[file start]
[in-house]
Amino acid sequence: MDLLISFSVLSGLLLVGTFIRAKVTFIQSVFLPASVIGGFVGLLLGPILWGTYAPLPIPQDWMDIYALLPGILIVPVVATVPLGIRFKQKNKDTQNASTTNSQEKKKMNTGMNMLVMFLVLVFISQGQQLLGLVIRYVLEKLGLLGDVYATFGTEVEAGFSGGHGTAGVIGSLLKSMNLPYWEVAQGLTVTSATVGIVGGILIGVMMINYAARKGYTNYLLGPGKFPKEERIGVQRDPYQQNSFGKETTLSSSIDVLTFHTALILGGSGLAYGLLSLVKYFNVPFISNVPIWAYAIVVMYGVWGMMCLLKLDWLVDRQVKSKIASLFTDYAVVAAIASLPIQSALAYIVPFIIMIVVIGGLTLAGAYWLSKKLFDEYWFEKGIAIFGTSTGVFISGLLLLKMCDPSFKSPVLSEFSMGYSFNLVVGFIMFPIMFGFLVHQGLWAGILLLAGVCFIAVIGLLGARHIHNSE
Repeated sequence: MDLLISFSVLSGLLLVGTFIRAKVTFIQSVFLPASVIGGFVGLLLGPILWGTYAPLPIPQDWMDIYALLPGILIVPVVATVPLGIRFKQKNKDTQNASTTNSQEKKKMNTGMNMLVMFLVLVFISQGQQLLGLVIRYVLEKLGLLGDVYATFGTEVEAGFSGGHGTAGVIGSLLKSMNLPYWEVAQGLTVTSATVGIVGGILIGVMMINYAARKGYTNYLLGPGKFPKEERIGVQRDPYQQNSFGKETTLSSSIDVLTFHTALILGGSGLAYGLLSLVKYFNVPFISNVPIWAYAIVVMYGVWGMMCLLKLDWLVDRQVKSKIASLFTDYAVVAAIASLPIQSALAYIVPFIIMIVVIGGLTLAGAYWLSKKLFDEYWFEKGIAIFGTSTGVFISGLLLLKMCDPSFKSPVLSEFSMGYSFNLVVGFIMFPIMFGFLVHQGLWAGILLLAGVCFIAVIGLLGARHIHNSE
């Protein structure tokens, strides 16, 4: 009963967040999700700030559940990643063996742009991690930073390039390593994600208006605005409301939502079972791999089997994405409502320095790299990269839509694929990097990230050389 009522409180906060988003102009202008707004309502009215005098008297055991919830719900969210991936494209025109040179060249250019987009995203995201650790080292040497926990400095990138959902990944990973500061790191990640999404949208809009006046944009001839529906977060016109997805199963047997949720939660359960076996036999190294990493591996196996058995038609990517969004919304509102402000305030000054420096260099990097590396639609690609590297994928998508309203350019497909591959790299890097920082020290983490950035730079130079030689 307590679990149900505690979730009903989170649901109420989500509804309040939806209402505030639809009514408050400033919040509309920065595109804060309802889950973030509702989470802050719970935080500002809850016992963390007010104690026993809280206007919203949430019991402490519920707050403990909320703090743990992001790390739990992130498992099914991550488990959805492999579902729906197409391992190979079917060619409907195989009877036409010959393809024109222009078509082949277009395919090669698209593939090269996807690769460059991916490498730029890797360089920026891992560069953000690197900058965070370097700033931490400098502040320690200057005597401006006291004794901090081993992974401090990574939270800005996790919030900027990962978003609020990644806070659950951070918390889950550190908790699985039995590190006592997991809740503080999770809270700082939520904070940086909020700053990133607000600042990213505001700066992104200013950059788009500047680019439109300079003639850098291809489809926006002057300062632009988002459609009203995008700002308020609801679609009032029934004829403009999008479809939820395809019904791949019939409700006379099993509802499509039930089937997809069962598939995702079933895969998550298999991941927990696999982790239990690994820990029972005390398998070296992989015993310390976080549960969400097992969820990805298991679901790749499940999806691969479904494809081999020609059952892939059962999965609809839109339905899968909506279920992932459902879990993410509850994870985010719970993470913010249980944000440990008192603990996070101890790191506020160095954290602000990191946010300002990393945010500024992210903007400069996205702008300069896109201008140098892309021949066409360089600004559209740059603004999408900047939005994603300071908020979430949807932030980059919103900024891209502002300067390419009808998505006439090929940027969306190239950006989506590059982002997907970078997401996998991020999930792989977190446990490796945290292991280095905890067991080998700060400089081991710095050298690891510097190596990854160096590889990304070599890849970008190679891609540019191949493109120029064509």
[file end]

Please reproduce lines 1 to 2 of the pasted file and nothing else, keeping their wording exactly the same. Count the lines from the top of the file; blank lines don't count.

[in-house]
Amino acid sequence: MDLLISFSVLSGLLLVGTFIRAKVTFIQSVFLPASVIGGFVGLLLGPILWGTYAPLPIPQDWMDIYALLPGILIVPVVATVPLGIRFKQKNKDTQNASTTNSQEKKKMNTGMNMLVMFLVLVFISQGQQLLGLVIRYVLEKLGLLGDVYATFGTEVEAGFSGGHGTAGVIGSLLKSMNLPYWEVAQGLTVTSATVGIVGGILIGVMMINYAARKGYTNYLLGPGKFPKEERIGVQRDPYQQNSFGKETTLSSSIDVLTFHTALILGGSGLAYGLLSLVKYFNVPFISNVPIWAYAIVVMYGVWGMMCLLKLDWLVDRQVKSKIASLFTDYAVVAAIASLPIQSALAYIVPFIIMIVVIGGLTLAGAYWLSKKLFDEYWFEKGIAIFGTSTGVFISGLLLLKMCDPSFKSPVLSEFSMGYSFNLVVGFIMFPIMFGFLVHQGLWAGILLLAGVCFIAVIGLLGARHIHNSE